The Assessment-related WIA Community Conversations discussion covered a range of topics focused on the assessment questions below:
- What types of accountability measures are needed to successfully gauge whether adult learners are achieving their goals?
- What do you see as some of the greatest challenges with our present accountability measures? What are some innovative solutions to those challenges?
- How might WIA reauthorization support improving our present accountability measures? What are your hopes?
Subscribers from across the country were candid and articulate in expressing their concerns and sharing their experiences with Assistant Secretary Brenda Dann-Messier. Transcripts from each of the discussion threads appear below; due to the unique nature
of each discussion thread, some transcripts contain back and forth discussion while others contain a compilation of the posts.
- Welcome and Introduction
Marie Cora, Moderator, welcomed guest Assistant Secretary Brenda Dann-Messier and subscribers to the discussion. The Asst. Secretary sent a welcome message describing her role as a listener, encouraging participation, noting she will share the comments
with the State Directors of Adult Education, and providing information on learning what feedback others around the country are giving the Asst. Secretary.
- Responses to Questions and Comments
Subscribers responded to the assessment questions posed in the discussion, and sent comments of their own as well. The range of discussion themes was very broad; numerous comments focused on the evaluation of learner gains in terms of educational functioning
levels, method of assessment, and number of hours of instruction vis-à-vis the NRS. A number of comments noted the paucity of quality, practical, and varied assessments available to the field, as well as the mis-match between the subject matter in adult education
and the assessments used for post-testing. Additional themes included challenges with follow-up, data sharing among systems, and the need for research.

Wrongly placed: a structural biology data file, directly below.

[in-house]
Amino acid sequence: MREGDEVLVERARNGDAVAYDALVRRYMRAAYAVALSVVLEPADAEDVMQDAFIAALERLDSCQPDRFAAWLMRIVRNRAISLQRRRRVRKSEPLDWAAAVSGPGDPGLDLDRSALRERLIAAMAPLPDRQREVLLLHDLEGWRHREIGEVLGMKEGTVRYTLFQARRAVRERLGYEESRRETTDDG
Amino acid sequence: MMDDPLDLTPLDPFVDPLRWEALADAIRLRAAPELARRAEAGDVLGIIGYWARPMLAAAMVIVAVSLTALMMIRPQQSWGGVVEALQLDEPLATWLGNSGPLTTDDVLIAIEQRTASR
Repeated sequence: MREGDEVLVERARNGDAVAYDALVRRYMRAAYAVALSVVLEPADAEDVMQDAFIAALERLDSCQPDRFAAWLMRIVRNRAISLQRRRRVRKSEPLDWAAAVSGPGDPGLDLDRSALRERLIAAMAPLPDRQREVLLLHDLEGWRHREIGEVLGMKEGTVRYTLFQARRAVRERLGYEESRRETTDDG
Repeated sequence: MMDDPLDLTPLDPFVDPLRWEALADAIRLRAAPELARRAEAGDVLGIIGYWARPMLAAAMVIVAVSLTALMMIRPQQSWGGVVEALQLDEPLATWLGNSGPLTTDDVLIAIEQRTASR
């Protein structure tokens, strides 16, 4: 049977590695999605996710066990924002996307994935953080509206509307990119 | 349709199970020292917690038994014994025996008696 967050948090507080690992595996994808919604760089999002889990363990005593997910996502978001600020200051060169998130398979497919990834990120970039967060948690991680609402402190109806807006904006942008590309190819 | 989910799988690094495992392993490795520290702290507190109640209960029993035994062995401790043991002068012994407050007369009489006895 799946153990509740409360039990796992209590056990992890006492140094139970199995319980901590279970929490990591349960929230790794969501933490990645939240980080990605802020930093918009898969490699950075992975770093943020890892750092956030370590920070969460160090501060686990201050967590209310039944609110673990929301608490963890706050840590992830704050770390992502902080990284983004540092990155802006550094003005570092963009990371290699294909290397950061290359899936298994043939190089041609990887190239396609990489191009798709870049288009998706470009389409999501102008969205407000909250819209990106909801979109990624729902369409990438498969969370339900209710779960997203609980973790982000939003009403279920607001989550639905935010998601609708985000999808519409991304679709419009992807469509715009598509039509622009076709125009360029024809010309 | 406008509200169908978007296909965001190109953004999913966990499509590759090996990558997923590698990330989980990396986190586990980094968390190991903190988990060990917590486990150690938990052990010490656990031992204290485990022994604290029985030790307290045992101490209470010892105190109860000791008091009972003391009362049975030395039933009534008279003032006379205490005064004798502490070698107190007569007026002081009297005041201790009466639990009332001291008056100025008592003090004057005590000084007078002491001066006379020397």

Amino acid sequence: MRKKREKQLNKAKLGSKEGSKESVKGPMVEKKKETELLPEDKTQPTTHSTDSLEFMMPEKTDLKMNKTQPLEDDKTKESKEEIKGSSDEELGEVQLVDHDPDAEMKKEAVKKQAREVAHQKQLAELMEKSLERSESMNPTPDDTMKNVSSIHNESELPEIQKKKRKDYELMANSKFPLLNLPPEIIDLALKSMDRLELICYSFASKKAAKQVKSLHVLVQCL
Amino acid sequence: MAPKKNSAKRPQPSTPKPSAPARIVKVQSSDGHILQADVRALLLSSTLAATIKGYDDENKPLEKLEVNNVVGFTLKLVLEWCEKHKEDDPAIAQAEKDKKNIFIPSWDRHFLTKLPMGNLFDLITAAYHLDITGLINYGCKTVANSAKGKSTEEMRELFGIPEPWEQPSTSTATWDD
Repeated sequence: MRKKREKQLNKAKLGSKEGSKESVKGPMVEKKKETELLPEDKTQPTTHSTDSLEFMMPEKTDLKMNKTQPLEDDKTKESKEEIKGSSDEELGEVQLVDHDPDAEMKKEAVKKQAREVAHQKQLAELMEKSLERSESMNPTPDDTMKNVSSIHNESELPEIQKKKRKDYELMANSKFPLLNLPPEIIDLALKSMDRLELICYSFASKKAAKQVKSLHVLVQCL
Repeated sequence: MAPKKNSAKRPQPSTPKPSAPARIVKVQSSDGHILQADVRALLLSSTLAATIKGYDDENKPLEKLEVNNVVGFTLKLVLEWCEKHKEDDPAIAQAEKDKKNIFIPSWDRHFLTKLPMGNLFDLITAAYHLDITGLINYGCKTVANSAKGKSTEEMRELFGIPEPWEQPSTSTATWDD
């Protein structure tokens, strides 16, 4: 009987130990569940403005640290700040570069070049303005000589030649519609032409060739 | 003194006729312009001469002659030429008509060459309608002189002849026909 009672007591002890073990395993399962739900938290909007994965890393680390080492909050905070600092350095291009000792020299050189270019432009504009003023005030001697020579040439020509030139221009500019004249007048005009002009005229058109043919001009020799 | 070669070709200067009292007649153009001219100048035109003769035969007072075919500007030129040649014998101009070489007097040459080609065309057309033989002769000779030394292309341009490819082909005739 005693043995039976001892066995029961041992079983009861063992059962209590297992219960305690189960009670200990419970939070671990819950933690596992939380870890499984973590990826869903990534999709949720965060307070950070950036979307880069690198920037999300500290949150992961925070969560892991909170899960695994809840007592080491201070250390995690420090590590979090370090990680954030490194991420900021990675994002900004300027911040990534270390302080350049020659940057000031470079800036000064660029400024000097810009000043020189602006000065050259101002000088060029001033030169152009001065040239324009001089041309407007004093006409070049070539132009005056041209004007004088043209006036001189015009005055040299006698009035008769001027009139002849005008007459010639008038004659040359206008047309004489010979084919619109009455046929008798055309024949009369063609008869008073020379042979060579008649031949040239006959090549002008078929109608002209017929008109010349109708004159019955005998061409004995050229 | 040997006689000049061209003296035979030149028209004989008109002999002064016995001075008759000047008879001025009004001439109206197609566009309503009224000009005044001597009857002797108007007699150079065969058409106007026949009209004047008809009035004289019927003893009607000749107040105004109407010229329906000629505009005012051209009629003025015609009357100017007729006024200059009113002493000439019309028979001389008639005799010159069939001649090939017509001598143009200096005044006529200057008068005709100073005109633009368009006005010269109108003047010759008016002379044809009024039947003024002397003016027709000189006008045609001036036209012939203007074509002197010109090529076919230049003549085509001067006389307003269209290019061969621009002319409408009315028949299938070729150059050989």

- The GED as a Measure of Achievement
This thread of the discussion focused on the use of the GED as a post-test for adult education. Subscribers discussed their experiences highlighting what they found to be the pros and cons of using the test to measure achievement or gain. Responses on
the pro side of the discussion included that using the GED as a measure of gain was appropriate for both GED preparation programs as well as for certain job-training programs where the test is required for entry or exit. Arguments on the con side included
that the purpose of the GED is not to measure progress or gain, but to indicate level of knowledge. Additional discussion included not counting GED completers who enter programs at lower educational levels, and the GED as an indicator versus college readiness.
- Educational Gain, NRS Functioning Levels, and Post-Testing
Subscribers discussed some similar themes to those found in the thread entitled “Responses to Questions and Comments,” however, the focus on the NRS and its demands was more detailed in this thread. For example, a number of experiences were shared outlining
the frustrations and limitations with the present criteria for number of hours of instruction as well as concerns about the criteria for educational gain. Subscribers noted the uneven distribution of educational gain particularly for the ESL levels. Other
themes within this thread include: lack of ways to report partial or limited progress, difficulties with follow-up under the present regulations, and the narrow limit of goals accepted for the lowest level learners.
- Student Buy-In
The discussion focused on how to achieve students’ confidence and belief in the use of assessments, particularly when it is difficult to demonstrate to learners the connection between classroom content and certain tests. Suggestions for getting students
to “buy in” included explaining that part of what the tests are used for is to confirm the good work of the program and therefore retain funding; drafting letters for students that outline the benefits of taking tests; reviewing students’ test results with
them so they understand their performance and the process; and impressing the importance of test taking skills.